Contemporary furnishings paired with primitive architectural features create a dynamic juxtaposition in this living room. The primitive doorframe and creamy walls are characteristic of rustic Tudor charm.
The homeowners of this 1930s Tudor wanted a modest renovation to improve their kitchen and open the space to the rest of the house. As the project continued to evolve, renovations continued into to the family room, guest room, bathroom, main entry, sunroom, dining room, art room and a new breakfast room. The garage is laid out at an angle to the original family room, opening up the courtyard for vehicles and providing access to a mudroom door and the side turret entrance.
A row of round shrubs lines the concrete path in front of the home's well-manicured front yard. Sloping and steep rooflines are emphasized by a darker gray roof, creating an overall design rooted in Tudor style.
This bright, Tudor kitchen features new recessed LED lights installed in the ceiling with dimmers. The wall cabinets have a LED light under them, mounted at the front for maximum task lighting. The wall cabinets also holds the state-of-the-art tracks with outlets at 6” on center, providing all the plugs one could ever need without breaking up the clean look of the backsplash tile.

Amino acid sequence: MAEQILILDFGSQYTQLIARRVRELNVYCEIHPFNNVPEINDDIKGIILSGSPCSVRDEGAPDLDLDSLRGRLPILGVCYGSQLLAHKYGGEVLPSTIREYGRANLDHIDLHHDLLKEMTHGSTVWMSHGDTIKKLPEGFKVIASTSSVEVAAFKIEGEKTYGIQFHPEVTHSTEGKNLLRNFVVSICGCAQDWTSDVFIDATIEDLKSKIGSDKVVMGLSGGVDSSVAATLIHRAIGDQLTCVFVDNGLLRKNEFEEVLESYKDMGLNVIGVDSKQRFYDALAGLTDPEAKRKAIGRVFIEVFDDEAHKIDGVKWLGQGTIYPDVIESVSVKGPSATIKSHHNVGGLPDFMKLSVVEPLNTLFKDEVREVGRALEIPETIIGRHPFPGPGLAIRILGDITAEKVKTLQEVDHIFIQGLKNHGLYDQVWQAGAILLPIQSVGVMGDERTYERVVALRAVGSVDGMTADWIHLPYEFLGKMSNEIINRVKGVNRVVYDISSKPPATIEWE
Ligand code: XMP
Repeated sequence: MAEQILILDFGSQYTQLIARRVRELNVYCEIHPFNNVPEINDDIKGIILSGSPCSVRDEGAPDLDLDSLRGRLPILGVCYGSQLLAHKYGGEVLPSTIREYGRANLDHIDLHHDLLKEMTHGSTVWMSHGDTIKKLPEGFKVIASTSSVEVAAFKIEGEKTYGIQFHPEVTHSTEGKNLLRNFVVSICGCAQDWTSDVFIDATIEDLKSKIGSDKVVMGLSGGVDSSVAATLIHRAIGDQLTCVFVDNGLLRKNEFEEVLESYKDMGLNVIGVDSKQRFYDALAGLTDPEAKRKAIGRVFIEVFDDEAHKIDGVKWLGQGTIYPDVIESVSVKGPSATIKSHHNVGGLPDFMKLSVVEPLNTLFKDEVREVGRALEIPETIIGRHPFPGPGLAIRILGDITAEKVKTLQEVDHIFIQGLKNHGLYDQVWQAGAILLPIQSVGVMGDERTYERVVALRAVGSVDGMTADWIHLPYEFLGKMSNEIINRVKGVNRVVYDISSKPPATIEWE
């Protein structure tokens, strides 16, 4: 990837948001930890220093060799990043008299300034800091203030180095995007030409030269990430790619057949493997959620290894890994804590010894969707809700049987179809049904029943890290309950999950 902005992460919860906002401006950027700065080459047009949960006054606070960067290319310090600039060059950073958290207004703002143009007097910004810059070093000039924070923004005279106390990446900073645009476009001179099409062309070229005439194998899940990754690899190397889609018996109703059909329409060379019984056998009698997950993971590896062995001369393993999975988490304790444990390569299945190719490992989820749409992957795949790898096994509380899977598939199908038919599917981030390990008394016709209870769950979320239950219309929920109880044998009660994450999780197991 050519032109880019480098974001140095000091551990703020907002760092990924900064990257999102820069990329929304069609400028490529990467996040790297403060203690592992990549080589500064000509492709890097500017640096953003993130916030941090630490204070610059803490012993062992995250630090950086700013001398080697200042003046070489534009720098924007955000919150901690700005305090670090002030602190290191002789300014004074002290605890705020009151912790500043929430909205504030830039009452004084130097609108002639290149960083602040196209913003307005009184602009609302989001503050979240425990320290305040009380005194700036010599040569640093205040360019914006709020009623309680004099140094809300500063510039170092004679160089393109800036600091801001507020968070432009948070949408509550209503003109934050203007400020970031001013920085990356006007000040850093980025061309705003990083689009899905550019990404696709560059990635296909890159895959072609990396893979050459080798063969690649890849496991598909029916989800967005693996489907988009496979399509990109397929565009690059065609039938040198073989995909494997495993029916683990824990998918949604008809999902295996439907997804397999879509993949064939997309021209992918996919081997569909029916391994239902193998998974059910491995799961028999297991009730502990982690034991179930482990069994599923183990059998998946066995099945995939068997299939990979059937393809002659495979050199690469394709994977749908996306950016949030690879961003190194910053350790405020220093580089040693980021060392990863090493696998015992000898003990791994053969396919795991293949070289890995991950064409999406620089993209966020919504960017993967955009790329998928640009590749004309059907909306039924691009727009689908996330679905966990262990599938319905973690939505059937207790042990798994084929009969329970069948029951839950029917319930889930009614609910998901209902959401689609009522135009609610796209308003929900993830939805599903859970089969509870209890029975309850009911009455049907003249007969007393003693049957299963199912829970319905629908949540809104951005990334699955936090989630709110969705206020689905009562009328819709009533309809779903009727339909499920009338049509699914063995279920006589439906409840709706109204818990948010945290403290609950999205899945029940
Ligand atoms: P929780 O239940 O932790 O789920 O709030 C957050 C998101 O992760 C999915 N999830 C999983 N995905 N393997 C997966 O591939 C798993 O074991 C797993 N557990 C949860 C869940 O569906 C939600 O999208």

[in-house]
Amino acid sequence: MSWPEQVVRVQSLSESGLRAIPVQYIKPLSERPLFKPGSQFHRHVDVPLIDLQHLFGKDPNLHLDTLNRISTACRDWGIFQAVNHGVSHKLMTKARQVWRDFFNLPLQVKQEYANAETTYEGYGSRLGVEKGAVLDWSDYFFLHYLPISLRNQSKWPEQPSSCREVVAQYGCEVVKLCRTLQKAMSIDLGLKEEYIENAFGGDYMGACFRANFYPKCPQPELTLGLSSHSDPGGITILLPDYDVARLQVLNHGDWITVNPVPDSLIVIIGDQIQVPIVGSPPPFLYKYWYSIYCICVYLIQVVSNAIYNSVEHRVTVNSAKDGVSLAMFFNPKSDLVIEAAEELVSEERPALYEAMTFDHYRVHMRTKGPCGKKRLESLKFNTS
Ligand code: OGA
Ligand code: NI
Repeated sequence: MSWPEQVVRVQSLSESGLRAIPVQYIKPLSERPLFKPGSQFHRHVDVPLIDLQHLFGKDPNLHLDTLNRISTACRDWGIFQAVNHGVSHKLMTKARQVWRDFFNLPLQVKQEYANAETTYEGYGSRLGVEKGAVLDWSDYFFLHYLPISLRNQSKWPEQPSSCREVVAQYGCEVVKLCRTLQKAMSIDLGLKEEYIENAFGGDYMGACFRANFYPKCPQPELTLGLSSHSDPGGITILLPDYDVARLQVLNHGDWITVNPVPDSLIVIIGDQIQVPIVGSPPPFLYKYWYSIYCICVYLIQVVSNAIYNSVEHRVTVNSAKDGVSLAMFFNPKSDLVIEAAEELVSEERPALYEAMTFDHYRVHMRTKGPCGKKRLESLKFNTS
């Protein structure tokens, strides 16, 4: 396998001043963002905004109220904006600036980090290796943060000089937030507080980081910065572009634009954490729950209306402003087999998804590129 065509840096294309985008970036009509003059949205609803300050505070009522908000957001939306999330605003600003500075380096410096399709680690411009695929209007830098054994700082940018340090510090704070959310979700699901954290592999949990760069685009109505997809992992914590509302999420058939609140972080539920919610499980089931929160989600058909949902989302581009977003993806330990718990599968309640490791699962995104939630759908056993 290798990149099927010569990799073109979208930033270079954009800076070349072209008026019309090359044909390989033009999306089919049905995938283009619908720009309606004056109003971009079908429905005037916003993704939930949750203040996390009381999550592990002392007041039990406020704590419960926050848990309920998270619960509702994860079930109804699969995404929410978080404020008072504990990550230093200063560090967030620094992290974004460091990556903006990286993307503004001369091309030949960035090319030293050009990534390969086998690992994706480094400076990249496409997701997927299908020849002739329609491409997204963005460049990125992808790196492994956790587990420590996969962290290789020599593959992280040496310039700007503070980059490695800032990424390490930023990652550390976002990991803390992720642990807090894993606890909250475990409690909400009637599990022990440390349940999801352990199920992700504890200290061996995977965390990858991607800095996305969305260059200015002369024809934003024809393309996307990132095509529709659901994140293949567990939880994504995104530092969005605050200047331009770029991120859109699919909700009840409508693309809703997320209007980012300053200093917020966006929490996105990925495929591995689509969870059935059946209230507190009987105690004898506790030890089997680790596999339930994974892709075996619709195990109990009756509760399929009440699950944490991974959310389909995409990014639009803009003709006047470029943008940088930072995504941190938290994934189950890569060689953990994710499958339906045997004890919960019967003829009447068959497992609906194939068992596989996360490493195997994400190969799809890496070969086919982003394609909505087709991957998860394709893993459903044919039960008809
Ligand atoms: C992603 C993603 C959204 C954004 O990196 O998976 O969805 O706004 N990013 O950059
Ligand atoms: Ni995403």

Pavers in a quatrefoil design, repeated from this home’s Tudor-style architecture, is a focal point of the motor court. Reclaimed street pavers are used for the front drive, as well as, the back patio. The scale of the motor court was defined and softened with boxwood hedging and large lindens spaded in. The home in Glencoe, Ill., was an Association of Professional Landscape Designers 2015 Landscape Design Award winner.
With five bedrooms and four baths, this second home works well as a weekend getaway or a destination for large gatherings. Tall trees surround the Tudor-style exterior and further the sense of solitude.